Joel Palsson: Horn (2010)
How we rate: our writers tend to review music they like within their preferred genres.
A 21st Century jazz aficionado really shouldn't be surprised about where his/her jazz is coming from. That said, the whole concept of an Icelandic jazz scene may well bring a wry smile. Known primarily for innovative rockers Björk and Sigur Rós, and smooth jazzers Mezzoforte, the volcanic island nation has also borne innovative jazz artists such as guitarist Hilmar Jensson and bassist Skúli Sverrisson, both former musical associates of Berklee-educated saxophonist/composer Jóel Pálsson who, unlike Jensson and Sverisson, returned to Reykjavik, where he's tapped into the fertile local scene to create some highly distinctive and very appealing modern jazz.
Horn, Pálsson's fifth recording as a leader, mixes hard-edged jazz-rock fusion, ECM-ish modal jazz, and complicated-but-humorous Frank Zappa-esque progressive rock. Despite their polished surfaces and crafty melodies, Pálsson's compositions are deceptivethey never quite go where anticipated. These multi-sectioned tunes are buoyed by infectious keyboard riffs which serve to center and ground the activity without ever stamping out the flames. "Tusk" is a perfect examplean anthemic melody over a funky 4/4 keyboard line flips over into a 6/8 space for probing Rhodes, tenor sax, and flugelhorn solos. The structure is open enough to permit each soloist to take on a radically different character, but it all ties together in the end. "Frahvorf" keeps climbing just when it seems as if it's going to come back down; Eyþór Gunnarsson's Moog solo ends unexpectedly to make way for Pálsson's smoking tenor, though it's trumpeter Ari Bragi Kárason who takes the star turn, egged on by turbulent keyboards and punchy drums. "Tjorn" is similar, but gets a more straightforwardly rock-ish treatmentsounding a bit like something Jaga Jazzist might cook up. Davíð Þór Jónsson's B- 3 rave-up here is priceless. Oddly, the band's pure jazz chops are most evident on two moody ballads"Keilir" and "Þel"and the bizarre, Moog-infused "Pigs In Space."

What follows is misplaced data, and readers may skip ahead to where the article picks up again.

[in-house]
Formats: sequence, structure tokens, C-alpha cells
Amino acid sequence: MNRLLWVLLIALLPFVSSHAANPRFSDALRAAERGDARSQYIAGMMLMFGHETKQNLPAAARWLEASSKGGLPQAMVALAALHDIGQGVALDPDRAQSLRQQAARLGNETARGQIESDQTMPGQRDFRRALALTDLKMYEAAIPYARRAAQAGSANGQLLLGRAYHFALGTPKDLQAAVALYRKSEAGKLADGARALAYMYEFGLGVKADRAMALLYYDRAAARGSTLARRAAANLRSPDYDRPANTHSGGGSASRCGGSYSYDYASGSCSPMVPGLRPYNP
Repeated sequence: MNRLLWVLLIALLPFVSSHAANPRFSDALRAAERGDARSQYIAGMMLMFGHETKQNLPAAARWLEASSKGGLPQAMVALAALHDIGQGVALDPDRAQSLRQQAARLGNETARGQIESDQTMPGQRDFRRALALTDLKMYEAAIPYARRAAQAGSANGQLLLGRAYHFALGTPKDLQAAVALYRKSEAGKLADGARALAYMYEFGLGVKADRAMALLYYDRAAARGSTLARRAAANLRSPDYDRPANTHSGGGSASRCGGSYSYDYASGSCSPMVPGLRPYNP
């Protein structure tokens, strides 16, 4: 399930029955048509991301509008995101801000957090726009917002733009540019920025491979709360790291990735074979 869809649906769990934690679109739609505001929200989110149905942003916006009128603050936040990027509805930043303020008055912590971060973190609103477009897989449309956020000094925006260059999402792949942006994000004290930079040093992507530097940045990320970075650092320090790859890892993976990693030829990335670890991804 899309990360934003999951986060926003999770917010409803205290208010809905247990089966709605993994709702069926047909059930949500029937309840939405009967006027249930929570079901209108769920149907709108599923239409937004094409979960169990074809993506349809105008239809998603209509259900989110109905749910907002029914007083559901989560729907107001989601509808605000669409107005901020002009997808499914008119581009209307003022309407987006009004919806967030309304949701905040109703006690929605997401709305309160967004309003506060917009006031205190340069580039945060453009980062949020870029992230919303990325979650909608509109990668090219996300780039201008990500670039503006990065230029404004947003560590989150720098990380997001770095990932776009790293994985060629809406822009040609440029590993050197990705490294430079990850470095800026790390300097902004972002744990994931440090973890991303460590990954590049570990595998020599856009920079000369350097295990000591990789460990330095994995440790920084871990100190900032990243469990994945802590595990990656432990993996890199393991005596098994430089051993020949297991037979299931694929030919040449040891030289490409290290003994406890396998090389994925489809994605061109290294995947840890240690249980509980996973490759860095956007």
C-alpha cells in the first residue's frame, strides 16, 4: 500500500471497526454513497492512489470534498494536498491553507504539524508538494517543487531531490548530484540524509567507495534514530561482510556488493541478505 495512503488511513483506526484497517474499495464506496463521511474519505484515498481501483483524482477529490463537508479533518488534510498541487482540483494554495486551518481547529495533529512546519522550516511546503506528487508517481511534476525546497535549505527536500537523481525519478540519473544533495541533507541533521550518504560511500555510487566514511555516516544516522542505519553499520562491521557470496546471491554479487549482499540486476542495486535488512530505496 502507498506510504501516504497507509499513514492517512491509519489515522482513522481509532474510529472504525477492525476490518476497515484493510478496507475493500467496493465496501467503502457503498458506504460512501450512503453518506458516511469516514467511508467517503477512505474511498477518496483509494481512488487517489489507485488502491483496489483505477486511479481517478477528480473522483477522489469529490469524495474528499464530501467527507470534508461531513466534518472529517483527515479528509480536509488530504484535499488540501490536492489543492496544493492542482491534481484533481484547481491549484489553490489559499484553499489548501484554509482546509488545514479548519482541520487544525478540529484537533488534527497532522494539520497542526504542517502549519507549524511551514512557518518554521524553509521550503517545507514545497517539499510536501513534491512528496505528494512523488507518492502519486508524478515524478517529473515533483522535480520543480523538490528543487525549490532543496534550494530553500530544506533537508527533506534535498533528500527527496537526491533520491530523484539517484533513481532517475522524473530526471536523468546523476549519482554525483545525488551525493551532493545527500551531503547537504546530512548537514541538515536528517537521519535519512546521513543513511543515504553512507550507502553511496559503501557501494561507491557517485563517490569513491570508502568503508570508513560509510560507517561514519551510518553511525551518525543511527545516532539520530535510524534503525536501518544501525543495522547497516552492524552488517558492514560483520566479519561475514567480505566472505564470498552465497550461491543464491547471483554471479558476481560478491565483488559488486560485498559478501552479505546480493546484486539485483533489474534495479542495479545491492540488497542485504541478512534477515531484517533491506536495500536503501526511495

The playing throughout Horn is world-class. Pálsson's big, Michael Brecker-esque tenor finds a perfect foil in Kárason's nimble, articulate trumpet. Einar Scheving is a powerhouse drummer capable of pretty much anything at any time. Gunnarsson is a dynamic keyboardist as comfortable with Rhodes and Moog as he is on an acoustic instrument, with his classical training showing up in spades during his solo on "Stigmal." Multi-instrumentalist Jónsson is also an accomplished keyboard soloist who definitely knows his way around the Hammond B-3. The absence of electric guitar gives Horn an outwardly mellow and jazzyalmost hard-boppishcomplexion. Pálsson is clearly fond of vintage keyboard sounds, and while Horn is rife with surging, Leslie-fied Hammond B-3, effects-laden Rhodes, and squealing Moog, there is no attempt to recreate the sound or feel of '70s fusion.
Despiteor maybe because ofits unusual provenance Horn is an exceptionally impressive recording, full of fascinating compositions, first-rate musicianship, and inspired interactions.
Track Listing: Stigmal; Frahvorf; Keilir; Tjorn; Tusk; Þel; Tog; Pigs in Space; Bislag.
Personnel: Jóel Pálsson: tenor saxophone, contrabass clarinet; Ari Bragi Kárason:
trumpet, flugelhorn; Eyþór Gunnarsson: piano, Rhodes, Minimoog; Davíð
Þór Jónsson: Hammond B3 organ, Minimoog, baritone saxophone, electric
bass; Einar Scheving: drums.
Style: Modern Jazz